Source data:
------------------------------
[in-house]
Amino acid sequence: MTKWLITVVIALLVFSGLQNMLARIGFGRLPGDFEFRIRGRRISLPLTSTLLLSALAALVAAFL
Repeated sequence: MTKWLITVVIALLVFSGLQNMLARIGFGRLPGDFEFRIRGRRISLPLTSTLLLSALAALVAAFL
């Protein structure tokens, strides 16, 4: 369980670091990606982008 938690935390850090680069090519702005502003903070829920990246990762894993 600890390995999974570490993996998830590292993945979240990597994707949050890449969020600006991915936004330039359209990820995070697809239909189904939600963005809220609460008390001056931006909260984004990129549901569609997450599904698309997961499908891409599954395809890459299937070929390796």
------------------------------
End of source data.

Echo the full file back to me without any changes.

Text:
[in-house]
Amino acid sequence: MTKWLITVVIALLVFSGLQNMLARIGFGRLPGDFEFRIRGRRISLPLTSTLLLSALAALVAAFL
Repeated sequence: MTKWLITVVIALLVFSGLQNMLARIGFGRLPGDFEFRIRGRRISLPLTSTLLLSALAALVAAFL
């Protein structure tokens, strides 16, 4: 369980670091990606982008 938690935390850090680069090519702005502003903070829920990246990762894993 600890390995999974570490993996998830590292993945979240990597994707949050890449969020600006991915936004330039359209990820995070697809239909189904939600963005809220609460008390001056931006909260984004990129549901569609997450599904698309997961499908891409599954395809890459299937070929390796």